A few weeks ago was invited by my friend Daniella Ohad to attended a fascinating event at the New York School of Interior Design. It was a screening, followed by a panel discussion, of a recently completed documentary about one of the most important sculptors-woodworkers of the 20th century. The documentary: I am known as an artist, Wharton Esherick was created by Carolyn Coal, and tells the story of the life and work of America’s first Studio Furniture maker.
We use the term Studio Furniture to describe one-of-a-kind furniture that is unique both in shape and in meaning. Generally speaking, Studio furniture projects are laden with expressive tendencies, sculptural motifs, symbolism or other artistic statements, and are original and unique. A studio furniture maker will invent new shapes rather than repeat historic patterns and will explore new forms, proportions and textures upon mimicking tried and trued methods of the past. Because of the artistic nature of many Studio works, the cost of these one-of-a-kind projects is not cheap. Therefore, like renaissance age artists and artisans, Studio furniture makers also rely on patrons and benefactors who appreciate their artistic vision and are willing to pay for the time and effort that is needed for the creation of a new project.
Wharton Esherick (1887 –1970) was born in Philadelphia, and gained his art education at the Philadelphia Museum School of Industrial Arts. At the beginning of his artistic career he aspired to be a painter, but when people noticed the beauty of his paintings’ carved frames and commented that they looked even better than his paintings, he decided to pursue woodworking. As a furniture maker he oversaw mainly works of interior design and sculptural furnishings, leading his style to constantly evolve over the many decades of his creative career. Assisted by cabinetmaker John Schmidt, he began making furniture informed by Arts and Crafts motifs, but then marched into the organic realm of German Expressionism, Cubism, and the works of Rudolf Steiner. Esherick’s recognized design inclinations include the use of prismatic and angular shapes, and during the later decades of his groundbreaking achievements he was known for his adaptation of free formed organic shapes, informed by the curvilinear lines that are so prevalent in the natural elements that surrounds us.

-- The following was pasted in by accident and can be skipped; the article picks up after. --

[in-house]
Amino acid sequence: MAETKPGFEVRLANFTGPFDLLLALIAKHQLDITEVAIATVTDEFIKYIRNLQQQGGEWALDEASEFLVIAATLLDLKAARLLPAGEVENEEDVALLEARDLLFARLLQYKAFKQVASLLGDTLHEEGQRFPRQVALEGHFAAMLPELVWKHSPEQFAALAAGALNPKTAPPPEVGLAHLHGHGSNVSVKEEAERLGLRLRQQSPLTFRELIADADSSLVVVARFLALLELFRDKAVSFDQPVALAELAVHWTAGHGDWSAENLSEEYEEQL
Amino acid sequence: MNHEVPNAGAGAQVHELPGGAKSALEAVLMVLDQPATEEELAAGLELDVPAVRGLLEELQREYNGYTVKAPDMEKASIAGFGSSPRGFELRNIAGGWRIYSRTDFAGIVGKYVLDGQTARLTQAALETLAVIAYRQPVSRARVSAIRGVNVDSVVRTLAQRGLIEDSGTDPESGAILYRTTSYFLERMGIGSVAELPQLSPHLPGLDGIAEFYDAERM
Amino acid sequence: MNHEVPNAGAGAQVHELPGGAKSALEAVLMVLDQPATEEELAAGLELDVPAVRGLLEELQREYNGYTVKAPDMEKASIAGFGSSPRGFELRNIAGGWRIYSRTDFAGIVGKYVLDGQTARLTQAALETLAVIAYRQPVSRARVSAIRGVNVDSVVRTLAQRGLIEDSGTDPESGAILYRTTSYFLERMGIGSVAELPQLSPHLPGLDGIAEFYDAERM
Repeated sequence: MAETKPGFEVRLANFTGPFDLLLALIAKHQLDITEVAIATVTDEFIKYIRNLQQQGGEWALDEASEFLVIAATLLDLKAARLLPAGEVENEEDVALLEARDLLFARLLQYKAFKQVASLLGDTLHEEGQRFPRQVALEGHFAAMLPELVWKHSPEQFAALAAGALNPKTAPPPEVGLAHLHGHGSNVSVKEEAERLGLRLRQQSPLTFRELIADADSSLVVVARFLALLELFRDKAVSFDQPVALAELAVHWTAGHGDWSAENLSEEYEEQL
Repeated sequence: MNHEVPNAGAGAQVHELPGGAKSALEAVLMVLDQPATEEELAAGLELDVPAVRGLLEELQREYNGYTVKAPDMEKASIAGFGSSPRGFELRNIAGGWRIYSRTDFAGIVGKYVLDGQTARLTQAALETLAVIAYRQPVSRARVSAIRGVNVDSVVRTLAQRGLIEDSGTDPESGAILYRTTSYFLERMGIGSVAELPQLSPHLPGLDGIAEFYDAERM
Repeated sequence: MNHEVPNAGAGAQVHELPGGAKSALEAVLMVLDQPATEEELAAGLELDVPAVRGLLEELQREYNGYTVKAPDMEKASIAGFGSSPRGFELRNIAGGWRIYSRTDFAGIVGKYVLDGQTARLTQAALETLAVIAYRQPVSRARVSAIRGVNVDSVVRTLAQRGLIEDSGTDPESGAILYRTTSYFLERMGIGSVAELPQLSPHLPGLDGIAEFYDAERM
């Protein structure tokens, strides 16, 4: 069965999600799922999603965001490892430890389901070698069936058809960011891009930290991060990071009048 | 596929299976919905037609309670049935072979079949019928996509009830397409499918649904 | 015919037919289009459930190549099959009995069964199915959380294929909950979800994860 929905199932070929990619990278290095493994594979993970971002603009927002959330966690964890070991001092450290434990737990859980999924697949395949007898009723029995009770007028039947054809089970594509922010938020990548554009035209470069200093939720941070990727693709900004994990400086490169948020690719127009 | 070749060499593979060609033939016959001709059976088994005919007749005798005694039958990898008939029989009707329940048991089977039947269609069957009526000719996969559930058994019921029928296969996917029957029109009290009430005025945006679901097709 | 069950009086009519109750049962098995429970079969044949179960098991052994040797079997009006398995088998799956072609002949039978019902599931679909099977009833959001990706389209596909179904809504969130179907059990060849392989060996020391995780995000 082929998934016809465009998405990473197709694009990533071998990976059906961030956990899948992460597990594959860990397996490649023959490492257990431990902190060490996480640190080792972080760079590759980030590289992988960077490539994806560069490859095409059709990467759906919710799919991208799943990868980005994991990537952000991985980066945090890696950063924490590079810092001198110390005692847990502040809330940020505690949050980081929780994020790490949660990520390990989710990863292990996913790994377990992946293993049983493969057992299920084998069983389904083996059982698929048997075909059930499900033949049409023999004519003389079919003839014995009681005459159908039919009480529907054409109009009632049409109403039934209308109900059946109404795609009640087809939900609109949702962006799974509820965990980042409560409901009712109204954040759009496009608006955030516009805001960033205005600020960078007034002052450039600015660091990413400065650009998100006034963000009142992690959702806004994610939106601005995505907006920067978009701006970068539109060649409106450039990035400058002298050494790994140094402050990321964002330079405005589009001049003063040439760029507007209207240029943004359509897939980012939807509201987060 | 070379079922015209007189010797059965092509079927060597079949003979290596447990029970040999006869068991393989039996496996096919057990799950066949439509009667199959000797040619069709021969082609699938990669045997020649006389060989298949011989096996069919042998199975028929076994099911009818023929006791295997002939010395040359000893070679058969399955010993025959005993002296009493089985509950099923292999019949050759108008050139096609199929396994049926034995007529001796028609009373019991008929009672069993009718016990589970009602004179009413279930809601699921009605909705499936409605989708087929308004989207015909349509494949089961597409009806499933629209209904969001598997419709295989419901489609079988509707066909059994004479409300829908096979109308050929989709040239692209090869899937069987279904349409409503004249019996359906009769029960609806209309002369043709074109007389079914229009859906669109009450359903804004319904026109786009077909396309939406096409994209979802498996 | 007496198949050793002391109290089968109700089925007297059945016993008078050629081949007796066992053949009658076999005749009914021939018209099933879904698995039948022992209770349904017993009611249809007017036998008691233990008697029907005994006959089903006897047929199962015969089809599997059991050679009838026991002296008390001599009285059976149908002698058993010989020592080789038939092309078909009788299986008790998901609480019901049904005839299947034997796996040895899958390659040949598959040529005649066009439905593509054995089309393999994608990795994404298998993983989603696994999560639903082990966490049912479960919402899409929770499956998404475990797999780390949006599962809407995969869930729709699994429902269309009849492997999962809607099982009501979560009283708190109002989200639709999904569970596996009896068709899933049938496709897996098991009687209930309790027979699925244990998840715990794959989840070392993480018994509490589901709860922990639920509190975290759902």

Working from his farmhouse in rural Pennsylvania Esherick laid out the tenants of what later would become both the principles and the sources of inspiration for many American craftspersons of our time. So, it is not surprising how in recent decades since his death, his studio, now The Wharton Esherick Museum, attracts lovers and practitioners of wood from all over the country.
For those who can’t visit the museum, but also for those who can or have, the documentary brings you closer to Esherick’s work by showing you his studio and many of his pieces. It also opens a door to his thinking process via archived audio recordings of the man himself, in addition to current conversations with historians, curators and clients. This beautifully shot and masterfully edited documentary is a great watch and an important landmark for anyone interested in the history of American decorative arts, Studio crafts in general, and the world of one of the greatest furniture designers in modern times.
Below, you can watch the official documentary’s trailer:
In this short clip, Paul Eisenhauer the former director of the Esherick Museum speaks about Esherick’s legacy and the documentary.